God’s Love Expressed: Through Our Love For One-Another

In the passage 1 John 4:7-21 the beginning and the end command us to love one-another.

It’s like a love one-another sandwich.

In v7-8 it reads,

“Dear friends, let us love one another, because love is from God, and everyone who loves has been born of God and knows God. The one who does not love does not know God, because God is love.”

And v21 says,

“And we have this command from him: The one who loves God must also love his brother and sister.”

Whether there is an issue within the churches John is writing to, I’m not sure. But he certainly makes it clear that loving one-another in an important part of what it means to be in community together.

Because love has come from God we are to love one-another.

To love one-another is an expression of what it means to love God; a visible expression of God being a God of love.

God's Love Expressed Through Our Love For One-Another

Unfortunately, it is not uncommon to find churches who have within their history periods of time where loving one-another is lacking.

But a church devoid of love is like a tap without water.

A church devoid of love is like a football team without players.

A church devoid of love is like an orchestra without its conductor.

A church devoid of love is like cushion without stuffing.

A church devoid of love is like a car tyre without air.

A church without love is an unmitigated disaster.

And I wonder whether John would suggest they are really a church at all.

In his book, ‘The Compelling Community’, Mark Dever writes,

“To follow Christ is to love other Christians…Love between believers isn’t a sign of maturity; it’s a sign of saving faith.” (Dever, 52)

And John seems to suggest this here in our passage. The church, when loving one-another, show they are people who truly believe in the Lord Jesus, acknowledge his saving grace, and understand his atoning sacrifice for sin.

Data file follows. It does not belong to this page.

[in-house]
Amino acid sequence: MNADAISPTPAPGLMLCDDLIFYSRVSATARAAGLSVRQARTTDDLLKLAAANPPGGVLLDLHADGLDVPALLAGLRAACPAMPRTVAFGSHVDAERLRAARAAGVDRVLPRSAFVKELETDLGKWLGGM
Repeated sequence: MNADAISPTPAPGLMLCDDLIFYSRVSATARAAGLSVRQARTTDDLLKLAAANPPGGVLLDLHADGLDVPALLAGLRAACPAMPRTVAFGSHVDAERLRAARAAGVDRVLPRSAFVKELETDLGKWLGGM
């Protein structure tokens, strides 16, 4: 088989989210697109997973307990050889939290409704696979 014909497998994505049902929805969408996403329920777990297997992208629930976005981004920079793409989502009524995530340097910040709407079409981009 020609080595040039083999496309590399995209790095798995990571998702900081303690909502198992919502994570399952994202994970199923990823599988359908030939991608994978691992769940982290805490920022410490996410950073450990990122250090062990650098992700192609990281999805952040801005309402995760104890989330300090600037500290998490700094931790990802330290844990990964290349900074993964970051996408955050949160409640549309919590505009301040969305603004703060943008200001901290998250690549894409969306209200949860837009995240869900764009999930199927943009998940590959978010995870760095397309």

We may know these truths individually and personally. But, we should also see and know it together as a community, as a church.

Love between believers is the sign of a faith that is grounded in Christ and confirmed by the Holy Spirit.

In the same book, Dever says,

“Our greatest confirmation of the gospel is the community of the local church. Therefore, our best strategy for reaching the world is to fan that community into a raging inferno of supernatural witness that will be far more attractive than any adjustment to our music, small groups, or sermons could ever be.” (Dever, 192)

The love of one-another within the local church is what is attractive to others. It is the love of one-another that stands out to visitors and non-believers. It feeds into the mission and evangelistic edge of the church that we are called to be part of.

As Jesus meets with his disciples for the last time before his death he says these words in John’s Gospel, 13:34-35,

““I give you a new command: Love one another. Just as I have loved you, you are also to love one another. By this everyone will know that you are my disciples, if you love one another.”

And in Romans 12:10, Paul writes,

“Love one another deeply as brothers and sisters. Out do one another in showing honour.”

Through the love we have for one-another people see the gospel worked out in practice as we build one-another up through love.

When a local church is going through hardship, significant conflict and disagreement, there will often be less people drawn to the church. The effect of a church lacking in love will mean that there are less new people coming along and less people turning to Christ. On the other hand, when a church displays love for one-another the love of Christ is displayed for all to see. It can be seen and felt within the church itself and draws people in.

It is through our love for one-another in our church that expresses the love God has for us.

In my previous blog post I started by talking about the movie Frozen. How Anna can only be saved by an expression of true love.

We too can only be saved by an expression of true love. This expression of true love is God sending his Son Jesus as an atoning sacrifice for our sin. Through the cross God expresses his saving love for us. And building on this, we too can be part of God expressing his love for others by the way we love one-another in our church.

11 Things: Fixing People vs God’s Grace

I walk into church.